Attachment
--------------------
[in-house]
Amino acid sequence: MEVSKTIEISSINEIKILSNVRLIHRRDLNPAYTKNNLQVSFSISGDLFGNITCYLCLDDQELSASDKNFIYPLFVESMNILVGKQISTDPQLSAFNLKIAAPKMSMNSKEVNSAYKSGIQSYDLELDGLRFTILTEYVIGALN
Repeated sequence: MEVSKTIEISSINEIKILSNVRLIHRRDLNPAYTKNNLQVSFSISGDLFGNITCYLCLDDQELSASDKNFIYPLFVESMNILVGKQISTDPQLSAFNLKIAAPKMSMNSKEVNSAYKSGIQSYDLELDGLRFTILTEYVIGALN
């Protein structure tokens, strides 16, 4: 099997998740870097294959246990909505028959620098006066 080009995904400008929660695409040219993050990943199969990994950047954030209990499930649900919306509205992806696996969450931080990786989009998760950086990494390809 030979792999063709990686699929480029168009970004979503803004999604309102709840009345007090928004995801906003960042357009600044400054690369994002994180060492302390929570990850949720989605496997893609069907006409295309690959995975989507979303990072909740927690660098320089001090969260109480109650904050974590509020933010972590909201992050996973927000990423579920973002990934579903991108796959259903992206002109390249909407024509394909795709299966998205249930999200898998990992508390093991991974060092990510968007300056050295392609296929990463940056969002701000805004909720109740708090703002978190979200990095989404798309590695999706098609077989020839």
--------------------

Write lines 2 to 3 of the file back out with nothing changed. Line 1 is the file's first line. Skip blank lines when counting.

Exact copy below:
Amino acid sequence: MEVSKTIEISSINEIKILSNVRLIHRRDLNPAYTKNNLQVSFSISGDLFGNITCYLCLDDQELSASDKNFIYPLFVESMNILVGKQISTDPQLSAFNLKIAAPKMSMNSKEVNSAYKSGIQSYDLELDGLRFTILTEYVIGALN
Repeated sequence: MEVSKTIEISSINEIKILSNVRLIHRRDLNPAYTKNNLQVSFSISGDLFGNITCYLCLDDQELSASDKNFIYPLFVESMNILVGKQISTDPQLSAFNLKIAAPKMSMNSKEVNSAYKSGIQSYDLELDGLRFTILTEYVIGALN